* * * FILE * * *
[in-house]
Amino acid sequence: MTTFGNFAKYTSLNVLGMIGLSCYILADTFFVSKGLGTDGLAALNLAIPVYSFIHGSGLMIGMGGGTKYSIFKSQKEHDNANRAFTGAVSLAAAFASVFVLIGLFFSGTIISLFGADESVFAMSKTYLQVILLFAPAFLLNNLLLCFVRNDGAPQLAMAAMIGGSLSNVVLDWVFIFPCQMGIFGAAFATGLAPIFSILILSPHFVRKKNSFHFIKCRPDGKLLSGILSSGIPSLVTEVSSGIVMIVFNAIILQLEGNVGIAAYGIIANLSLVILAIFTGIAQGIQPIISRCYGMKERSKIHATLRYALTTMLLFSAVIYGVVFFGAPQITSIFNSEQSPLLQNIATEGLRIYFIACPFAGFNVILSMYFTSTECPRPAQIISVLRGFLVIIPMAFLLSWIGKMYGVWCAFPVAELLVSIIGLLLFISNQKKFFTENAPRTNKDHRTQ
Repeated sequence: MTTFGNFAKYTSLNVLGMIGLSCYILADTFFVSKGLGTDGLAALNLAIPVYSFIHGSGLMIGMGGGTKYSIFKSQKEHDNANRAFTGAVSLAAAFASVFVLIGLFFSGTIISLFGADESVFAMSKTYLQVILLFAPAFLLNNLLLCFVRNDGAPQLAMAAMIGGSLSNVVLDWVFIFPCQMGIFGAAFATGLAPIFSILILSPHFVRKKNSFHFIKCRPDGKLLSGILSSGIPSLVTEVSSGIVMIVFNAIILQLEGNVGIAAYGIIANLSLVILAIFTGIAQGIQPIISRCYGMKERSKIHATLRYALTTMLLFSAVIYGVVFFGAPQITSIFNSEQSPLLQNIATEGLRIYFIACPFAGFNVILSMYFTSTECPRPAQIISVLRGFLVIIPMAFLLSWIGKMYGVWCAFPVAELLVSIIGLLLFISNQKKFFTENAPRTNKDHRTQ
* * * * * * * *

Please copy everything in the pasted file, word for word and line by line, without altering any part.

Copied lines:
[in-house]
Amino acid sequence: MTTFGNFAKYTSLNVLGMIGLSCYILADTFFVSKGLGTDGLAALNLAIPVYSFIHGSGLMIGMGGGTKYSIFKSQKEHDNANRAFTGAVSLAAAFASVFVLIGLFFSGTIISLFGADESVFAMSKTYLQVILLFAPAFLLNNLLLCFVRNDGAPQLAMAAMIGGSLSNVVLDWVFIFPCQMGIFGAAFATGLAPIFSILILSPHFVRKKNSFHFIKCRPDGKLLSGILSSGIPSLVTEVSSGIVMIVFNAIILQLEGNVGIAAYGIIANLSLVILAIFTGIAQGIQPIISRCYGMKERSKIHATLRYALTTMLLFSAVIYGVVFFGAPQITSIFNSEQSPLLQNIATEGLRIYFIACPFAGFNVILSMYFTSTECPRPAQIISVLRGFLVIIPMAFLLSWIGKMYGVWCAFPVAELLVSIIGLLLFISNQKKFFTENAPRTNKDHRTQ
Repeated sequence: MTTFGNFAKYTSLNVLGMIGLSCYILADTFFVSKGLGTDGLAALNLAIPVYSFIHGSGLMIGMGGGTKYSIFKSQKEHDNANRAFTGAVSLAAAFASVFVLIGLFFSGTIISLFGADESVFAMSKTYLQVILLFAPAFLLNNLLLCFVRNDGAPQLAMAAMIGGSLSNVVLDWVFIFPCQMGIFGAAFATGLAPIFSILILSPHFVRKKNSFHFIKCRPDGKLLSGILSSGIPSLVTEVSSGIVMIVFNAIILQLEGNVGIAAYGIIANLSLVILAIFTGIAQGIQPIISRCYGMKERSKIHATLRYALTTMLLFSAVIYGVVFFGAPQITSIFNSEQSPLLQNIATEGLRIYFIACPFAGFNVILSMYFTSTECPRPAQIISVLRGFLVIIPMAFLLSWIGKMYGVWCAFPVAELLVSIIGLLLFISNQKKFFTENAPRTNKDHRTQ